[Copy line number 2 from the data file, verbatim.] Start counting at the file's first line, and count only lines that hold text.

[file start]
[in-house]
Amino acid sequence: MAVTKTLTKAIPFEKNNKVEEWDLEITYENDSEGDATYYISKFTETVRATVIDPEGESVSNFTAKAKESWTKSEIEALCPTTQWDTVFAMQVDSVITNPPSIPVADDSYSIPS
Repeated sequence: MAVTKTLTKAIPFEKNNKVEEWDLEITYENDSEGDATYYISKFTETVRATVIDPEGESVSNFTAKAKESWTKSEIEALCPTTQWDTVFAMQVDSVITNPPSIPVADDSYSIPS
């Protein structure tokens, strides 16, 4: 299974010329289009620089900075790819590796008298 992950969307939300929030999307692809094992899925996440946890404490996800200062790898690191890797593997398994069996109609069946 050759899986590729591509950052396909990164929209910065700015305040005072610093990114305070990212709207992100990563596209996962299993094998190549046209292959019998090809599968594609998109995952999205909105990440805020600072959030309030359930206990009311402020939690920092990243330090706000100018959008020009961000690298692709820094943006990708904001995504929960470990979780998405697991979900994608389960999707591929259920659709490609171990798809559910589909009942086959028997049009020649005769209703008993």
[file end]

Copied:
Amino acid sequence: MAVTKTLTKAIPFEKNNKVEEWDLEITYENDSEGDATYYISKFTETVRATVIDPEGESVSNFTAKAKESWTKSEIEALCPTTQWDTVFAMQVDSVITNPPSIPVADDSYSIPS